Here we argue that without an economically viable closed fuel cycle, there will be no dominant nuclear future. Modern technology is already capable of building fast reactors, but we do not have all problems solved on the fuel cycle side. Given this reality, there is now a pressing need to demonstrate a credible and acceptable way to safely deal with used nuclear fuel in order to clear a socially acceptable pathway for nuclear fission to be a major low-carbon energy source for this century.

The culmination of the Senator’s proposal – building the first standardised commercial fast reactors, which is still a step short of “full deployment” after all – would certainly “provide reliable, economic baseload electricity” for South Australia – as a potentially cost-free byproduct, no less. Yet the value of providing the full scale demonstration of a Generation IV fast reactor which runs on conventional used fuel reaches far further. Like potentially getting us on track to avert major climate disruption far-further.

All of which prompts the next big question: why isn’t another country doing this?

Why not the US? Well that’s relatively easy – the whole regulatory framework is still inflexibly built around conventional pressurised water reactors. Maybe this would be different now if the IFR programme had been saved from needless cancellation in the 90s. The NRC expects to see a customer committed to PRISM commissioning before it begins the certification process for the design.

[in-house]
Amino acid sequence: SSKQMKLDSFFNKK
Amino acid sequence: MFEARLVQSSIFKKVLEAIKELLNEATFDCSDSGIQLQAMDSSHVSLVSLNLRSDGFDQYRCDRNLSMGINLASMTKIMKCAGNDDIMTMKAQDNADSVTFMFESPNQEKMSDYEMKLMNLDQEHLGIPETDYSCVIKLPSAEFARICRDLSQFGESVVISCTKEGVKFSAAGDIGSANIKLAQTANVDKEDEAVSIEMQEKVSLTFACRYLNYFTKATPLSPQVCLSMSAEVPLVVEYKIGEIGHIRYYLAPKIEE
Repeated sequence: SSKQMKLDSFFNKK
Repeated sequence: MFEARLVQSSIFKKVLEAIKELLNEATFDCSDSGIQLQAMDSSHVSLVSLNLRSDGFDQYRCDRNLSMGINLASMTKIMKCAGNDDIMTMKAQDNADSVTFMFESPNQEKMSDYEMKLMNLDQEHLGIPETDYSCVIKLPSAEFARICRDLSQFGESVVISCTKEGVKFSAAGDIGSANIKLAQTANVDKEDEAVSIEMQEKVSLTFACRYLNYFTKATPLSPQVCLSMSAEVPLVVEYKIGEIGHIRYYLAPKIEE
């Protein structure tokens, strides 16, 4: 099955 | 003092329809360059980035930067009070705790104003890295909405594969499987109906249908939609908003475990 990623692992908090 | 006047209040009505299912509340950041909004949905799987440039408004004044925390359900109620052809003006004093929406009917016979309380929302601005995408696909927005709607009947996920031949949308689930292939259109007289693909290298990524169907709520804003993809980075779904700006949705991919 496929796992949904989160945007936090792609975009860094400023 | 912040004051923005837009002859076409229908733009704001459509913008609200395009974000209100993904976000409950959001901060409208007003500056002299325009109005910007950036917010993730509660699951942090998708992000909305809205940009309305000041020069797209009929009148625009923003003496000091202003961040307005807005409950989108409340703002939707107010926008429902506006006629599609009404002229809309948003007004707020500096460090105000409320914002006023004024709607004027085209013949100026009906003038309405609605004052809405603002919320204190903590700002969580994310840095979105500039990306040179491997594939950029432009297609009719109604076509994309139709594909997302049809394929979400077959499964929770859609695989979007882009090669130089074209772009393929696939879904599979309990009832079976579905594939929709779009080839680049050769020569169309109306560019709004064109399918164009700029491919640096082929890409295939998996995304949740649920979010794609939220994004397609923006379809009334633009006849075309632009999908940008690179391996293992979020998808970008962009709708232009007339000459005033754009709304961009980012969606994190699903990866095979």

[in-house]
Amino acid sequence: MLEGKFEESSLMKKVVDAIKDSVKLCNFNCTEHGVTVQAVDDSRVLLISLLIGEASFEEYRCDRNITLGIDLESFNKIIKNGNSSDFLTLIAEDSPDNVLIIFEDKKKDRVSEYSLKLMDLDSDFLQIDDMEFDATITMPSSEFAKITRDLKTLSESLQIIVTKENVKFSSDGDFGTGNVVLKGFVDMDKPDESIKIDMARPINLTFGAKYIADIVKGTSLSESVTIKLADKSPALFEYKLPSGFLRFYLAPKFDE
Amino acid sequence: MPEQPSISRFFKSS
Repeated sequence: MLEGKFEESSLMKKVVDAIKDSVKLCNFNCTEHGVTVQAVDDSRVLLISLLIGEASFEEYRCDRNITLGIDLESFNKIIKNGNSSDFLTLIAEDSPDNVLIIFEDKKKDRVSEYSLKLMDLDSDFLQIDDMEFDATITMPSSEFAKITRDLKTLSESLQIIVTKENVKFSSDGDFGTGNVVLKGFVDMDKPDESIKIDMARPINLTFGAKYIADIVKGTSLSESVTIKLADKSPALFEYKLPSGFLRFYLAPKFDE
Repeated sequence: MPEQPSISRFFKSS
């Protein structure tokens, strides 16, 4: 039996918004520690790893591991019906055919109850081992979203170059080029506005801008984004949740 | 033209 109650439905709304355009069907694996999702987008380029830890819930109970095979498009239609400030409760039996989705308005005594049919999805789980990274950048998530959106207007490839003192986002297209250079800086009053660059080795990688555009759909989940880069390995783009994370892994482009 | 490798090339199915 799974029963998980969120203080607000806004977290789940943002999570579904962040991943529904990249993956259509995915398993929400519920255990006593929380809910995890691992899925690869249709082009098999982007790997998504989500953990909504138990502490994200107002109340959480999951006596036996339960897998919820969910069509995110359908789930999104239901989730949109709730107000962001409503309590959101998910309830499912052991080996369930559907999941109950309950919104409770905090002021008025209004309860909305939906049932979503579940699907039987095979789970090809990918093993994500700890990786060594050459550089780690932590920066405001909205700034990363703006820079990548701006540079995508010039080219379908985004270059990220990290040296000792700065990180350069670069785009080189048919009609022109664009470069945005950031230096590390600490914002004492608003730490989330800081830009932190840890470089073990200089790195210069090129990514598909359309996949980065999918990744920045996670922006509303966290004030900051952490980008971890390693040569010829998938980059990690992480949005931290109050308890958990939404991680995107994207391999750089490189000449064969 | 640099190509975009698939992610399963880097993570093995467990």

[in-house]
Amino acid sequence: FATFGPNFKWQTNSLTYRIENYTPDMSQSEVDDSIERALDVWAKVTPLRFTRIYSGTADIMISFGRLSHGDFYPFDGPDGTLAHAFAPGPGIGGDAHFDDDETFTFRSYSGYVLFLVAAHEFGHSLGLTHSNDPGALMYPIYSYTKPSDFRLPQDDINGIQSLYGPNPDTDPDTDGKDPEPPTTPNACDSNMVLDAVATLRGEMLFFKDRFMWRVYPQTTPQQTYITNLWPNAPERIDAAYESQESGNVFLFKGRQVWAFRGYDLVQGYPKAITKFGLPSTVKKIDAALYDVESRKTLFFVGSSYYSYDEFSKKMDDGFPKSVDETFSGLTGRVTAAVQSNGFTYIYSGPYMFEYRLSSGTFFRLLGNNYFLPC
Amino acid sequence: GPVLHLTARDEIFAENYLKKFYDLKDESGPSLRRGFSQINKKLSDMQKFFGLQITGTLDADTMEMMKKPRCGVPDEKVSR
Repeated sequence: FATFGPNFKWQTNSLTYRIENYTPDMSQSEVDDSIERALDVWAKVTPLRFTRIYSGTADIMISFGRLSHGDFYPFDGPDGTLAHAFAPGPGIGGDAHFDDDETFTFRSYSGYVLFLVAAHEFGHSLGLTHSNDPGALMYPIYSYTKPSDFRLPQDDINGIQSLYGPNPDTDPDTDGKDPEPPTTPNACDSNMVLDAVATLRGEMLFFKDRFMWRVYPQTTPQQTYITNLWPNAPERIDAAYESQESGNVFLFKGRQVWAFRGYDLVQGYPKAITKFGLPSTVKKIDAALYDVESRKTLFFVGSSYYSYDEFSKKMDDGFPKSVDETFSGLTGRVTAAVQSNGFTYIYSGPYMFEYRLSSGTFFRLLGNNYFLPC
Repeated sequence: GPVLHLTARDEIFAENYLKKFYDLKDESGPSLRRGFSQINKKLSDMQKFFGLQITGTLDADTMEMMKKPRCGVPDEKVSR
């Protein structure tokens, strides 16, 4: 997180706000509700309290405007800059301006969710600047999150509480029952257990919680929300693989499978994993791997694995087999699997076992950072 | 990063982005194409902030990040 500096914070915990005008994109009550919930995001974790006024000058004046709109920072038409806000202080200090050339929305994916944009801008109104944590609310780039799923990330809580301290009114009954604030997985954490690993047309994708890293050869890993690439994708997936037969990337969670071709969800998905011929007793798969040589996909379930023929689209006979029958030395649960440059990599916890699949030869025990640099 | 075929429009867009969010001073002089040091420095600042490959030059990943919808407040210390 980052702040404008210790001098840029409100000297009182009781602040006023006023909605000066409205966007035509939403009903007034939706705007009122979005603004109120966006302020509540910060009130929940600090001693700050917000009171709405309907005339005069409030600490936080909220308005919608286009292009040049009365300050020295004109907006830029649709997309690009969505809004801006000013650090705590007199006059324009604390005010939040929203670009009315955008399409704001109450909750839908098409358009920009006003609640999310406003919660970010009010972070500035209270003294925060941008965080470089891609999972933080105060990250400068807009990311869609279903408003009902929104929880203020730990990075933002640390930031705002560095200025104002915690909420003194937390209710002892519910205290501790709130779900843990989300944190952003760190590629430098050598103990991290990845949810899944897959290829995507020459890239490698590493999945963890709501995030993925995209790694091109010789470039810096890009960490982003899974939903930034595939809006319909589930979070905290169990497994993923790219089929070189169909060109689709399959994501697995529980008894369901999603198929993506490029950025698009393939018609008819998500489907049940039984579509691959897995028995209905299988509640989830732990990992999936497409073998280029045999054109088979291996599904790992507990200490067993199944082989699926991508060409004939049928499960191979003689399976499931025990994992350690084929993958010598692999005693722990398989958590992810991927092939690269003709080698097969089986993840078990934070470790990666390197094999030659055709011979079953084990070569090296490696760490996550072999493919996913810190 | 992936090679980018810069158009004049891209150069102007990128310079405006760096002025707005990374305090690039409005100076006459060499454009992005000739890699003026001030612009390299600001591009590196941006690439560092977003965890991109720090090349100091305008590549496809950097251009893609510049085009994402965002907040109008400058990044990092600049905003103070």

Canada? A more flexible licencing regime by many accounts, and nuclear waste management money already put aside. But the conflict, if Canada were to pursue SFRs, is apparently between federal spent fuel management regulations and the provision of electricity supply, which is a province-level concern. Moreover, Canadian technology supports a somewhat competing approach in DUPIC.

The UK? Well, PRISM remains a contender for the job of dispositioning Sellafield stockpiles, and a final decision is expected this year after years of waiting. GE Hitachi originally offered to bankroll the reactors themselves. The UK might well be where it happens first, but it hasn’t happened yet.